ECO-VANDALISM

Hummer Fans' Convoy of Compassion

John Duchaj, left, Aquilino Carpella and Kevin Koldaro check out the undercarriage of one of the Hummers at a rally in Bethesda, held to show support for a D.C. man after his Hummer was vandalized last month.
John Duchaj, left, Aquilino Carpella and Kevin Koldaro check out the undercarriage of one of the Hummers at a rally in Bethesda, held to show support for a D.C. man after his Hummer was vandalized last month. (By Linda Davidson -- The Washington Post)
By Daniel de Vise
Washington Post Staff Writer
Monday, August 6, 2007

In the days since eco-vandals smashed and gashed his Hummer, Gareth Groves has become a reluctant symbol.

Carbon-neutral zealots have called him a narcissist, a polluter, a small man. "If you want to drive a Hummer, go to Iraq," one detractor told the 32-year-old District resident.

Others, including Hummer enthusiasts and people annoyed by what they see as self-righteous environmentalism, have offered sympathy, support, even space in their garage for the crippled H2. A group of Hummer drivers gathered yesterday afternoon outside the Vegas Bar and Grill in Bethesda, a gesture of support that Groves appreciates but could have lived without.

"Messing up the truck -- that's just a little low," said Sam Massa, a teenage Hummer driver from Clifton who learned of Groves's misfortune in a text message from his mother.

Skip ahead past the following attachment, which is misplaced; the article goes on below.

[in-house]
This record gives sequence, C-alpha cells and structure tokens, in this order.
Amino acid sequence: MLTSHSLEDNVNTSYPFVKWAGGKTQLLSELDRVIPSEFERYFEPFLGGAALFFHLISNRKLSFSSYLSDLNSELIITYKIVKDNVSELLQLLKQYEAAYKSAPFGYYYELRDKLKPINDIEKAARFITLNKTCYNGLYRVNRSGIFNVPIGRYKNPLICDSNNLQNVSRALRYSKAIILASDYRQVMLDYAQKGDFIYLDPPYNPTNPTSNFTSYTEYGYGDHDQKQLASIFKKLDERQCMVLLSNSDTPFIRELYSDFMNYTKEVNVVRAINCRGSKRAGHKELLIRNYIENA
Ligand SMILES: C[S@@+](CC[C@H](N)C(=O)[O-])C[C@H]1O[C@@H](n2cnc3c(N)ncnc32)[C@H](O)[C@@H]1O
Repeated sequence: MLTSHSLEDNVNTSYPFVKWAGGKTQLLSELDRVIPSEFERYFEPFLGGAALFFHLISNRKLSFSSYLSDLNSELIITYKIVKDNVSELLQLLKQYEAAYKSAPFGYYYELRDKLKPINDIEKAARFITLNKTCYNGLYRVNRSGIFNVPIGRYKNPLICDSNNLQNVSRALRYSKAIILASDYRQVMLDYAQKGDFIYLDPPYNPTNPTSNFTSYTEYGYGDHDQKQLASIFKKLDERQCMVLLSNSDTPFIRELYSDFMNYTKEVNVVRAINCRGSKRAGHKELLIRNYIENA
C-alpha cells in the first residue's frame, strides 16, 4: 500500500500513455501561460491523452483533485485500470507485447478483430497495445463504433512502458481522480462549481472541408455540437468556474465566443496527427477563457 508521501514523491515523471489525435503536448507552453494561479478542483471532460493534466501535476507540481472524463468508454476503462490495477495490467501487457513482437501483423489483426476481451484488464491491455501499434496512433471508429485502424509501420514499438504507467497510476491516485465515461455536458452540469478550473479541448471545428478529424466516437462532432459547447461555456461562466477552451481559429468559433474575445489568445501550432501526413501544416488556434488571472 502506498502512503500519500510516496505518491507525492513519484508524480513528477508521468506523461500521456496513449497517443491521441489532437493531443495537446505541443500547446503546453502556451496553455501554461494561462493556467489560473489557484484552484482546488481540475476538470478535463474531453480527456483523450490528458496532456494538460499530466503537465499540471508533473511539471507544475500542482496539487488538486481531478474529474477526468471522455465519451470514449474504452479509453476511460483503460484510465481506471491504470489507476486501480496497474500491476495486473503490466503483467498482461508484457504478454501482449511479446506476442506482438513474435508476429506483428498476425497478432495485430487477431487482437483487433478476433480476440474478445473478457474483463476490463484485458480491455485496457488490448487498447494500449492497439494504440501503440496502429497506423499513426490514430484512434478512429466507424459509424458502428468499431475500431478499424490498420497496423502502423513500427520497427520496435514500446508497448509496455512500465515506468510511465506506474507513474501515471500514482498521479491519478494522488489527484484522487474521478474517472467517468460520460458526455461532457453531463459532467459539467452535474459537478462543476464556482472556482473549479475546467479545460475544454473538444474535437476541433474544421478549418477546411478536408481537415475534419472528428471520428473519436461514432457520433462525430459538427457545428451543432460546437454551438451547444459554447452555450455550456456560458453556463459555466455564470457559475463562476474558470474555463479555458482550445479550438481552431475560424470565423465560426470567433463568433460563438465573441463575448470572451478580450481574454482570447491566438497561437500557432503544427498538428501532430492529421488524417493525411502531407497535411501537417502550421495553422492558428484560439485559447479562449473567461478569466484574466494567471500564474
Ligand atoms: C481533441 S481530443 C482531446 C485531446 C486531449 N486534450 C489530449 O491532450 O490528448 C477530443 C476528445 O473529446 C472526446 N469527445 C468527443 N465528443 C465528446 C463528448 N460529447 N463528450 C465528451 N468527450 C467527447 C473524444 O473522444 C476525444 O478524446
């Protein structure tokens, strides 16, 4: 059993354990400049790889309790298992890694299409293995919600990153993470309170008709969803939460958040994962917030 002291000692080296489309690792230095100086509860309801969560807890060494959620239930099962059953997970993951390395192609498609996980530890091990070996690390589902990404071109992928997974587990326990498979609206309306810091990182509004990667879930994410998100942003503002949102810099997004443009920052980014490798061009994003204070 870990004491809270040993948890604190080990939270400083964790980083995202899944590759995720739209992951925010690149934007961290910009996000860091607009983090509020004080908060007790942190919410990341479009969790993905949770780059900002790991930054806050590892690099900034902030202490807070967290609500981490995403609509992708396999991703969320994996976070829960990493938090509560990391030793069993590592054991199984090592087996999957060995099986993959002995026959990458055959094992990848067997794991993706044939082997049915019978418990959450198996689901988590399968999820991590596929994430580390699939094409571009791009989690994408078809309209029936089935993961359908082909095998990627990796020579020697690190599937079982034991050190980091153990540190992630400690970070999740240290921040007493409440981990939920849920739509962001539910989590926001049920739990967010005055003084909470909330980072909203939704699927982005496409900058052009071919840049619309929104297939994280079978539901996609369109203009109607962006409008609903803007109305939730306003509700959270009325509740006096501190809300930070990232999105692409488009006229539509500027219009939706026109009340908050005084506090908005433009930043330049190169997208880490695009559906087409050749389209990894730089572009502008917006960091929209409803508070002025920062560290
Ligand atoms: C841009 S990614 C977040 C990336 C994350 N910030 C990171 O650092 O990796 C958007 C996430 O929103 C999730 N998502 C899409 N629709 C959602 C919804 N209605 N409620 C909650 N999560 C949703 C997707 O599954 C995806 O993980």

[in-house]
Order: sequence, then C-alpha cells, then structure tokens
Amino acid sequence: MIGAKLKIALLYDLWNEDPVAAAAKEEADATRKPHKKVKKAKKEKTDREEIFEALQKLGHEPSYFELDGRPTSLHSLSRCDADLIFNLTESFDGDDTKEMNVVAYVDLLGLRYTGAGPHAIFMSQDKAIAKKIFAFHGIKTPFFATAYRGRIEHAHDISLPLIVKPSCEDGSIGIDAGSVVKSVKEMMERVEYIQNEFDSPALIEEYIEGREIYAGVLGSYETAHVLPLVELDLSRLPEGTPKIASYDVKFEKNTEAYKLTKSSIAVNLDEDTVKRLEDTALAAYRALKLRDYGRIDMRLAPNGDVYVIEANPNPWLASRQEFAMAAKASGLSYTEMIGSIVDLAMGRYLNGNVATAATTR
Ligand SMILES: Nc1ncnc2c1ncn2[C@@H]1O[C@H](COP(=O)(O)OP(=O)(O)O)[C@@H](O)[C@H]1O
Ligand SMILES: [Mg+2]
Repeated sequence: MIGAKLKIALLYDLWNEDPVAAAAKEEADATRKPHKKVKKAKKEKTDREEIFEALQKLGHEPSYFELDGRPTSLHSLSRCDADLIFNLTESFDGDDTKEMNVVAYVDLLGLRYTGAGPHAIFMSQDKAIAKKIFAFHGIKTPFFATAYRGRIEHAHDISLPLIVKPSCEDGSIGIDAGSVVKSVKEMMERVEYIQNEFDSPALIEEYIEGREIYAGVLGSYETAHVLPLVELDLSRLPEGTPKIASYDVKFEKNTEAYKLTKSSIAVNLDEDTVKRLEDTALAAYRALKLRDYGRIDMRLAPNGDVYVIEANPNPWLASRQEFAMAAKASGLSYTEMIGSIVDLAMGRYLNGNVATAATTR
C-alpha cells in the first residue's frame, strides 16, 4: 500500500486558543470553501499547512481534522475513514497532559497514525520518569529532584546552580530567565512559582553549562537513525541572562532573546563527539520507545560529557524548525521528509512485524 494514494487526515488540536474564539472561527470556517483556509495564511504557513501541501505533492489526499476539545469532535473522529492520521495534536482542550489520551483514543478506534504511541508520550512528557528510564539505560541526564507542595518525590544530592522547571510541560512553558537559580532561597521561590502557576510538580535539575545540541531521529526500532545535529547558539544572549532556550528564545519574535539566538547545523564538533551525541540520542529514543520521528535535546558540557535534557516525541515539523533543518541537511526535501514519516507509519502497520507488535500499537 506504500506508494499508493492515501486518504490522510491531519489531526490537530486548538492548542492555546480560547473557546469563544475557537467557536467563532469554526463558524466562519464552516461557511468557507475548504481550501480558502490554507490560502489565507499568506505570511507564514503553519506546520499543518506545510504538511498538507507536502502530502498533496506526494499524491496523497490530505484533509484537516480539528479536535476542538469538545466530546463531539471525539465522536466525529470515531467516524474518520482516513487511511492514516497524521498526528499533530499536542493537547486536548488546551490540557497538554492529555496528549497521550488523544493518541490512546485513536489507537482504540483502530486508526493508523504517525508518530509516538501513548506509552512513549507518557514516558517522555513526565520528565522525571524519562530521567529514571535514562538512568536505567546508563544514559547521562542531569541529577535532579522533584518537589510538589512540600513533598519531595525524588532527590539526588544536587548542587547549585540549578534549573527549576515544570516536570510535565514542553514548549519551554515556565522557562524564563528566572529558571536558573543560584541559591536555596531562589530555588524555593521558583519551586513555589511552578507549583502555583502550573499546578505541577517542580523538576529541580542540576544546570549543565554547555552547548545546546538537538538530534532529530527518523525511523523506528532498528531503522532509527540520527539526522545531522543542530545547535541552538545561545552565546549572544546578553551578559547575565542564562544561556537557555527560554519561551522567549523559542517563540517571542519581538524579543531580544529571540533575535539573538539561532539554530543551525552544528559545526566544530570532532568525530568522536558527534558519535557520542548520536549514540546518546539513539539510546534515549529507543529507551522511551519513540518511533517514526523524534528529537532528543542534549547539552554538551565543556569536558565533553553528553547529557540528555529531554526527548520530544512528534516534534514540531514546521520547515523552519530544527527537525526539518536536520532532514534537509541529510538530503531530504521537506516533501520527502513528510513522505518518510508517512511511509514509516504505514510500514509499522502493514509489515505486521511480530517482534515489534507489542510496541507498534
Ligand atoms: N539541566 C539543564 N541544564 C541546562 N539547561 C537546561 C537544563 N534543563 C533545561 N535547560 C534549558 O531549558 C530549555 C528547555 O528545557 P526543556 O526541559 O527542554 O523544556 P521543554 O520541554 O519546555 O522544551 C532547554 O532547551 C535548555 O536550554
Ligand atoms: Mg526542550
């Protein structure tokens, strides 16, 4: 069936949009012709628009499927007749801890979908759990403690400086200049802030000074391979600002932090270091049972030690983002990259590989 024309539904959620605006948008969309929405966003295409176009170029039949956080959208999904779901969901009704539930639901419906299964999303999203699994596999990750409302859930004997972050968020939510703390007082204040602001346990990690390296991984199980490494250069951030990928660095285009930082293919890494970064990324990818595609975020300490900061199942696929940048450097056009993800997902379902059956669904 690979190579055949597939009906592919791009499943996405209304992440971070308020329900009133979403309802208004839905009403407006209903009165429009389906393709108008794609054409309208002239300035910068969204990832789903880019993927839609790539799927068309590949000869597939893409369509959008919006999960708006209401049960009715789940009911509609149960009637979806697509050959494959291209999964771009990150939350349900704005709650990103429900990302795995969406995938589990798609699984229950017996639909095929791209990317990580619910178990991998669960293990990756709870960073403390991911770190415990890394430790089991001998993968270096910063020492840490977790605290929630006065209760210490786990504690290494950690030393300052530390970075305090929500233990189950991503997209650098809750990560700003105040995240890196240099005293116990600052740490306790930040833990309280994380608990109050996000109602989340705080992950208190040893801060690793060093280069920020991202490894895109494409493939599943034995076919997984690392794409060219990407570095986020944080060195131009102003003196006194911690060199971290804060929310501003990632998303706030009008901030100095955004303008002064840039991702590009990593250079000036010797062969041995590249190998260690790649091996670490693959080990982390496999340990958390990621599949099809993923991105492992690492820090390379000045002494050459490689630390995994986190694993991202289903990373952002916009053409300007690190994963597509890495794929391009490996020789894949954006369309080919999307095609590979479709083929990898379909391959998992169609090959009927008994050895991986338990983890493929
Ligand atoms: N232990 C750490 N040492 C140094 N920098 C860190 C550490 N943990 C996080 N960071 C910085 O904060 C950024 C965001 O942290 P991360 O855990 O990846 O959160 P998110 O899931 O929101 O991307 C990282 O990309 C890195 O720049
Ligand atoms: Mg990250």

"I saw the pictures, and it was ridiculous," Massa said. "And I've been keyed three or four times on my truck."

Groves doesn't fancy himself a Hummer activist. A neighbor talked him into calling The Washington Post about the July 16 incident, in which two masked men broke his windows, slit his tires and carved the message "FOR THE ENVIRON" into the silver-gray body.

D.C. police initially investigated the case, but Groves said officers told him that the FBI had taken it over as a suspected incident of eco-terrorism.

"Everybody seems a lot more angry about what happened than I am," Groves said.

He bought the Hummer this summer to fit the image of a sports marketing business he was trying to launch. His old Nissan Pathfinder didn't suit the stature of a man claiming to represent Washington Redskins players; Groves felt he needed something more splashy.

It was to be his second car. Groves said he knew better than to negotiate a massive sport-utility vehicle in and out of D.C. parking spaces and low-ceilinged garages; for that purpose, he has a Dodge Charger, which gets only a few more miles to the gallon than the Hummer but is less likely to be targeted by eco-terrorists.

When Groves returned home on the day the vandalism story hit the paper, a knot of camera crews forced him to sneak in through the back entrance of his home on Brandywine Street in American University Park. He said that when he emerged, he was stuck speaking to reporters for hours.

He was flooded with letters and e-mail: some from unequivocal supporters, some from bilious detractors, many from people "saying they didn't like Hummers, but they didn't like what happened to me even more."


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